A romantic relationship tends to make a more person happy when compared to those people who are just involved in a casual association, according to a new study. The Cornell University's Claire Kamp Dush, along with other researchers studied data which was inclusive telephonic interviews with 691 people between 1992 and 1997.
They assessed the well being of the people with measures of self-esteem, life satisfaction, general happiness and distress symptoms. Romantic relationships also had a positive effect on sexuality, physical and mental health. People who cohabit are next on the scale of happiness, followed by those in steady relationships and then those in casual relationships. Un-partnered people report the lowest levels of well being, the study noted.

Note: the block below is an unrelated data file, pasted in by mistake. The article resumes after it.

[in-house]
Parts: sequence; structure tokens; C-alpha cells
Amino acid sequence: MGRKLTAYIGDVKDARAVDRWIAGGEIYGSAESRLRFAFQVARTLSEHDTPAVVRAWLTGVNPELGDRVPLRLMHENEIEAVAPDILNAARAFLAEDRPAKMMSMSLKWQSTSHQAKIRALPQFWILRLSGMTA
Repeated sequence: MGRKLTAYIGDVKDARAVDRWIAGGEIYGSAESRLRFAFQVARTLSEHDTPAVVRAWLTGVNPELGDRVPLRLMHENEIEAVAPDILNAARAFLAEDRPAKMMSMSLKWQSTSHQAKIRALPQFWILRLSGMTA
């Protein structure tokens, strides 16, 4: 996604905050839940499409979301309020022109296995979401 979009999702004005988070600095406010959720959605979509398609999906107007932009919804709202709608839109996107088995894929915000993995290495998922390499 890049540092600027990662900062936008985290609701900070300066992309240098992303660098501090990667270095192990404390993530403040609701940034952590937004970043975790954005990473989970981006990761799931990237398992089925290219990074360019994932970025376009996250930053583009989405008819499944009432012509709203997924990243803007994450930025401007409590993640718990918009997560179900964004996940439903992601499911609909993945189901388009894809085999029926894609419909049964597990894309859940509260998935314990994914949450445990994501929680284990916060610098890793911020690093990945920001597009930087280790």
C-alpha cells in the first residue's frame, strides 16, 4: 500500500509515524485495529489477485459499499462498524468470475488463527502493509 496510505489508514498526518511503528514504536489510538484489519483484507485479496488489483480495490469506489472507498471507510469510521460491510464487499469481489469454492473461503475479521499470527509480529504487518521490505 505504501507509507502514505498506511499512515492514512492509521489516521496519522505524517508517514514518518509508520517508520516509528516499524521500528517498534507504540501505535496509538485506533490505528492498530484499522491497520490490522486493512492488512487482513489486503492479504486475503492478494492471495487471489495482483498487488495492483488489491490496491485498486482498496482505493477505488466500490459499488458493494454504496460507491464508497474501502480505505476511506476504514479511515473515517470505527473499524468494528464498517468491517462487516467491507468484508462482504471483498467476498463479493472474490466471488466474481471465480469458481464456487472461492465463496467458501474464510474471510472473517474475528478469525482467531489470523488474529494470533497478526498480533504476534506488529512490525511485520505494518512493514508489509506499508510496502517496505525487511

Even those in relatively unhappy marriages appear to benefit from being married, perhaps because they benefit from marriage's stability, commitment and social status, Dush said.
"Being married is associated with higher self-esteem, greater life satisfaction, greater happiness and less distress, whereas people who are not in stable romantic relationships tend to report lower self-esteem, less life satisfaction, less happiness and more distress," she explained.
The bottom line, say the Cornell researchers, is that having a romantic relationship makes both men and women happier, and the stronger the relationship's commitment, the greater the happiness and sense of well-being of the partners.